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Bebop Spoken There

Frank Zappa: "There was so much acid during the '60s that it was very easy for large numbers of people to think they had seen God as soon as the Beatles went boom, boom, boom, you know?." - (DownBeat May 18, 1978). – (DownBeat May 18, 1978).

Ryan Keberle: “Don't be easy on yourself when it comes to playing with perfect intonation. All other instruments will be playing with close-to-perfect intonation; the same should be expected of trombonists.'” – (DownBeat April 2018)

Today Thursday March 22


Vieux Carré Jazzmen - Holystone, Whitley Road, Holystone NE27 0DA. Tel: 266 6173. 1:00pm. Free.

Higher Education & Research Presents: Future Grooves - Sage Gateshead. 12 noon. £5.00. Showcase performances by BMus & BA degree course students featuring jazz and non-jazz sets.

Tees Valley Jazzmen - White Horse Hotel, Burtree Lane, Harrowgate Hill, Darlington DL1 3AD. Tel: 01325 463262. 1:30pm. Free.


MGB: Milne Glendinning Band - The Globe, Railway Street, Newcastle NE4 7AD. 7:30pm. £5.00. Milne, Glendinning, Katy Trigger (bass) & Nik Alevroyiannis (drums).

BABMUS @ Jazz Café, Pink Lane, Newcastle NE1 5DW. 8:00pm. £3.00. (£2.00. students/MU).

Rob Heron & the Tea Pad Orchestra - St Cuthbert’s Centre, Church Hill, Crook DL15 9DN. Tel: 01388 765002. 7:30pm. £7.50., £5.00. child, £20.00. family.

Higher Education & Research Presents: Future Grooves - Sage Gateshead. 7:30pm. £5.00. Showcase performances by BMus & BA degree course students featuring jazz and non-jazz sets.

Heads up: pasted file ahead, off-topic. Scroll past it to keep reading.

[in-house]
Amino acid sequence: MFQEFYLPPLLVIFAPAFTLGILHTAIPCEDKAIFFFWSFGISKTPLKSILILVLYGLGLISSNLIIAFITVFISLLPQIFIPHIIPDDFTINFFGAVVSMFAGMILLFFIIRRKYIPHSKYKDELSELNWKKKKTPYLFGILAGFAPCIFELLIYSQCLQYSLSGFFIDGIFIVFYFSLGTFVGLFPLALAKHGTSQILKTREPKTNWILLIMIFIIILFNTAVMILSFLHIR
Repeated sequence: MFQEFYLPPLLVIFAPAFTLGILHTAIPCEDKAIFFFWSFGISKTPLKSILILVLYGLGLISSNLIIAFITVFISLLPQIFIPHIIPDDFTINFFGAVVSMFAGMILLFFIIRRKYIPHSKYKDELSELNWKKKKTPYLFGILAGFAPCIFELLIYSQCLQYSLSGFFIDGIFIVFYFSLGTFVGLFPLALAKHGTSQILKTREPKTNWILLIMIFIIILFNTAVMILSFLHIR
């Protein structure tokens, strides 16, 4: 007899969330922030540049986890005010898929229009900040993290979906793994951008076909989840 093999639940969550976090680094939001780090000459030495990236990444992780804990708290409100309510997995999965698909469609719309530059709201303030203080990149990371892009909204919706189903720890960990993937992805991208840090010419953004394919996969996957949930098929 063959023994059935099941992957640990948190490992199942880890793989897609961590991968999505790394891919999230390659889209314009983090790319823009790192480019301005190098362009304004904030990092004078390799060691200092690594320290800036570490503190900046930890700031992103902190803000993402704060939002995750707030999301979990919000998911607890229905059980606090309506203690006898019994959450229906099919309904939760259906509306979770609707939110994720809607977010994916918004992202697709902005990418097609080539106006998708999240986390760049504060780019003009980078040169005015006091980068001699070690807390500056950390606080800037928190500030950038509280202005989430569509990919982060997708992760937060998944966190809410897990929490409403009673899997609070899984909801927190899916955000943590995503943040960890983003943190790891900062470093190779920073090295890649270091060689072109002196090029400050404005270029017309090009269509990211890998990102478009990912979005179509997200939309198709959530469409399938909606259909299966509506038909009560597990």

Ada Francis & the Italic Quartet - Las Iguanas, Grey Street, Newcastle NE1 6AF. Tel: 0191 232 9729. 7:30pm. Fortnightly restaurant residency. Line-up: Ada Francis (vocals); Jimmy Jefford (tenor saxophone); Ben Richardson (piano); Luke Gaul (bass) & Harry Still (drums).

New Orleans Preservation Jazz Band - Oxbridge, Oxbridge Lane, Stockton on Tees TS18 4AW. 8:30pm.

Maine Street Jazzmen - Potter’s Wheel, Sunniside, Gateshead NE16 5EE. Tel: 0191 488 8068. 8:30pm. Free.

Tees Hot Club w. Gus Smith (vocal); Richie Emmerson (tenor); Bruce Taylor (keys) - Dorman’s Club, Oxford Road, Middlesbrough TS5 5DT. Tel: 01642 823813. 9pm. Free.

To the best of our knowledge, details of the above events are correct but may be subject to alteration.

Sunday, August 13, 2017

CD Review: Tom Millar Quartet - Unnatural Events

Tom Millar (piano); Alex Munk (guitar/electric sitar on title track)); Misha Mullov-Abbado (bass); Mike Clowes (drums) + Alice Zawadski (voice on 2 tracks)
(Review by Lance).
Millar, born in Sydney, raised in London, read music at Cambridge, graduated with a master's from RAM and studied with Django Bates in Switzerland before recording this, his debut CD, in Wales. Not a man to let the grass grow under his feet! Fortunately, this, seemingly perpetual motion, is reflected in his playing and in his compositions which are all inspired by people and places that have been important to him.
Azura Days has Millar and MM-A providing extra rhythm behind Munk by way of some egg shaking. Clowes thumps the tubs behind Millar's solo and the whole is suggestive of JSB after a few Brandenburgs and Kronenbourgs although, in actual fact, it was inspired by a trip around the Mediterranean.